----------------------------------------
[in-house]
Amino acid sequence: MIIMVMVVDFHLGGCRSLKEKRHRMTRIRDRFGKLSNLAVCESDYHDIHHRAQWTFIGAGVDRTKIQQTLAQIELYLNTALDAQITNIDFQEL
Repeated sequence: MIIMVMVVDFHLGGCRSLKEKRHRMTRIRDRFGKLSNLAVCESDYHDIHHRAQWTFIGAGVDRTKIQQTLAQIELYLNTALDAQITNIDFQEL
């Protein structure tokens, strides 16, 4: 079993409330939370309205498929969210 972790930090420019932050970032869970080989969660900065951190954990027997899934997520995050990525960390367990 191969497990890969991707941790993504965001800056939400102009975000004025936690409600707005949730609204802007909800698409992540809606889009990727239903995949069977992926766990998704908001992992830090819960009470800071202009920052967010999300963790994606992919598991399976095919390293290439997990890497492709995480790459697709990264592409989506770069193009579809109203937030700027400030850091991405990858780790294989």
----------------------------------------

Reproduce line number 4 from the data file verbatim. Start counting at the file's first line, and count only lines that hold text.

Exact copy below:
């Protein structure tokens, strides 16, 4: 079993409330939370309205498929969210 972790930090420019932050970032869970080989969660900065951190954990027997899934997520995050990525960390367990 191969497990890969991707941790993504965001800056939400102009975000004025936690409600707005949730609204802007909800698409992540809606889009990727239903995949069977992926766990998704908001992992830090819960009470800071202009920052967010999300963790994606992919598991399976095919390293290439997990890497492709995480790459697709990264592409989506770069193009579809109203937030700027400030850091991405990858780790294989």